Open Your Eyes: Extraordinary Experiences in Faraway Places
Open Your Eyes: Extraordinary Experiences in Faraway Places

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Annotation: Collection of memoirs and stories about a variety of travel experiences that changed the lives of such well-known writers as Lois Lowry, Suzie Morgenstern, and Harry Mazer.
Genre: Geography
Catalog Number: #224204
Format: Perma-Bound Edition from Publisher's Hardcover
All Formats: Search
Common Core/STEAM: Common Core Common Core
Publisher: Penguin
Copyright Date: 2003
Edition Date: 2003
Pages: 201 pages
Availability: Indefinitely Out of Stock
ISBN: Publisher: 0-670-03616-1 Perma-Bound: 0-8000-3135-0
ISBN 13: Publisher: 978-0-670-03616-5 Perma-Bound: 978-0-8000-3135-0
Dewey: 910.4
LCCN: 2003010100
Dimensions: 20 cm.
Language: English
ALA Booklist
This unusual anthology spotlights 10 people whose lives were changed by living or traveling abroad during their youth. Editor Davis introduces the volume with a vivid memoir of her own experiences in France and follows up each of the main selections with a two-page introduction to the writer. The contributors range from Lois Lowry and Elizabeth Partridge to Graham Salisbury and Jean Fritz. The ages of the travelers and the adventures they describe vary greatly: Henry Mazer's experiences as an 18-year-old gunner shot down over Czechoslovakia during World War II; Lowry's encounters as an 11-year-old communicating with Japanese neighbors without a common language. Probably the most memorable entry is Piper Dellums' story of a bigoted South African exchange student who is stunned and distressed to realize that her host family in Washington, D.C., is African American. Though not every piece is excellent, the overall quality is uncommonly high. The best contributions are riveting, and the voices, vivid and distinctive. At least one black-and-white photo accompanies each selection. A fine collection of memoirs to read, savor, and share.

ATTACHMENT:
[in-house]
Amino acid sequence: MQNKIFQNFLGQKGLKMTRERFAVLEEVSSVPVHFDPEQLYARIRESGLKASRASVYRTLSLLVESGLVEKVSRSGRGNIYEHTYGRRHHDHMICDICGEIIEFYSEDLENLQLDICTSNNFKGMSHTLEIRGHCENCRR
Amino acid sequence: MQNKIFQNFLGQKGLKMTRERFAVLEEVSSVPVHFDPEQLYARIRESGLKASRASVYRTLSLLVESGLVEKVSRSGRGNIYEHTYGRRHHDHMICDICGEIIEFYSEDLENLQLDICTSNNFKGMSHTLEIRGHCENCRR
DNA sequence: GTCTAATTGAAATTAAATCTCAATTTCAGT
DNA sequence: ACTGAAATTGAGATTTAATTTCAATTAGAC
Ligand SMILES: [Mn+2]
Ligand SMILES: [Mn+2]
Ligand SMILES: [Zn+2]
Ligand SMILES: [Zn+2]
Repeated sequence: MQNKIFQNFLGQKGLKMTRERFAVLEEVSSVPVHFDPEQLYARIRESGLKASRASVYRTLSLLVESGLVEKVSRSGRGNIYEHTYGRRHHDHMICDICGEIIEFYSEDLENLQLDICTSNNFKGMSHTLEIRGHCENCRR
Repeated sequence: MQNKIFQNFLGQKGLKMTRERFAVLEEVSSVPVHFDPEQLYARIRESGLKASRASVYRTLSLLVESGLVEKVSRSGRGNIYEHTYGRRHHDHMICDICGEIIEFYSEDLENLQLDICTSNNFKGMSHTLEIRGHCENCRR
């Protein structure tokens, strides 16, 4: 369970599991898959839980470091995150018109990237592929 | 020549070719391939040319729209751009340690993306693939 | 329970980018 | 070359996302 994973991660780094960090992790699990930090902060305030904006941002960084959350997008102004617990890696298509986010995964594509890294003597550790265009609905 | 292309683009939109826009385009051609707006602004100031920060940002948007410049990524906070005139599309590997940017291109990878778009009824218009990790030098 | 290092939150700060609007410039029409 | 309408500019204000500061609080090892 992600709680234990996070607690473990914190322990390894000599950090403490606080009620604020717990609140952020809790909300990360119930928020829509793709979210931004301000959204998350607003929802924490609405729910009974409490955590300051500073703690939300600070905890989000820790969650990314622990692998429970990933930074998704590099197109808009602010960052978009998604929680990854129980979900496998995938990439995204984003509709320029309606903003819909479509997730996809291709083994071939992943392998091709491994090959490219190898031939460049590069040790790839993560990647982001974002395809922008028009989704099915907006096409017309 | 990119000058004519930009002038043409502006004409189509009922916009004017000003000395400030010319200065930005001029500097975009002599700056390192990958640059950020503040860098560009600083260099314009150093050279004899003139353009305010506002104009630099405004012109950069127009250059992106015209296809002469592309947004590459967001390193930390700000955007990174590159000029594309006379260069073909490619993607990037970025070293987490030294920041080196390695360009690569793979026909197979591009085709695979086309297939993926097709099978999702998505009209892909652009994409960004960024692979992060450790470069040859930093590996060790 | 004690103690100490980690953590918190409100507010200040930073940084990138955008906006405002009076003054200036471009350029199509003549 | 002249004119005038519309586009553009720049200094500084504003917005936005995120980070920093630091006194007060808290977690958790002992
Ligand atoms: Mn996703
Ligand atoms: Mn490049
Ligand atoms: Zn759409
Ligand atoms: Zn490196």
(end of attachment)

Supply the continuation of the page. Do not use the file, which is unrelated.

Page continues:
Horn Book
A collection of memoirs and stories that relate the eye-opening, mind-bending effects of travel. Entertaining and thought-provoking, these tales demonstrate the advantages of leaving one's comfort zone and stretching one's mental and physical boundaries. Contributors include M. T. Anderson, Lois Lowry, Harry Mazer, and Katherine Paterson.
Publishers Weekly

Ten notable authors recreate memorable moments of their youthful travels in this thought-provoking collection of essays, letters and stories. Some selections take place on native soil: Elizabeth Partridge's "Looking for America," for example, traces her road trip to the segregated South, and Piper Dellums, the daughter of a U.S. congressman, describes hosting a white South African girl assigned to her African-American family as part of a foreign-exchange program in 1977. Without exception, these intimate first-person narratives successfully evoke the awe, thrill or terror of experiencing a different culture. Acting bolder than her mother about exploring the streets of Tokyo in the years after WWII, an 11-year-old Lois Lowry risks entering a stranger's house and learns that kindness can exist in "enemy" territory. Taking the persona of her daughter in "Little Mom, Big French Suitcase," Susie Morgenstern shows what it's like to grow up in France with an outspoken American mother. M.T. Anderson, identified as a "nerd," goes to boarding school in England because he is "tired of who I had to be in America.... [England], I thought, is a land where eccentricity thrives.... It is a realm, I thought, a realm." Kathleen Krull conducts a Q&A session with her 19-year-old stepdaughter, collecting nuts-and-bolts advice on backpacking through Europe. The other members of the all-star roster here include Jean Fritz, Harry Mazer and Katherine Paterson. Ages 12-up. (Oct.)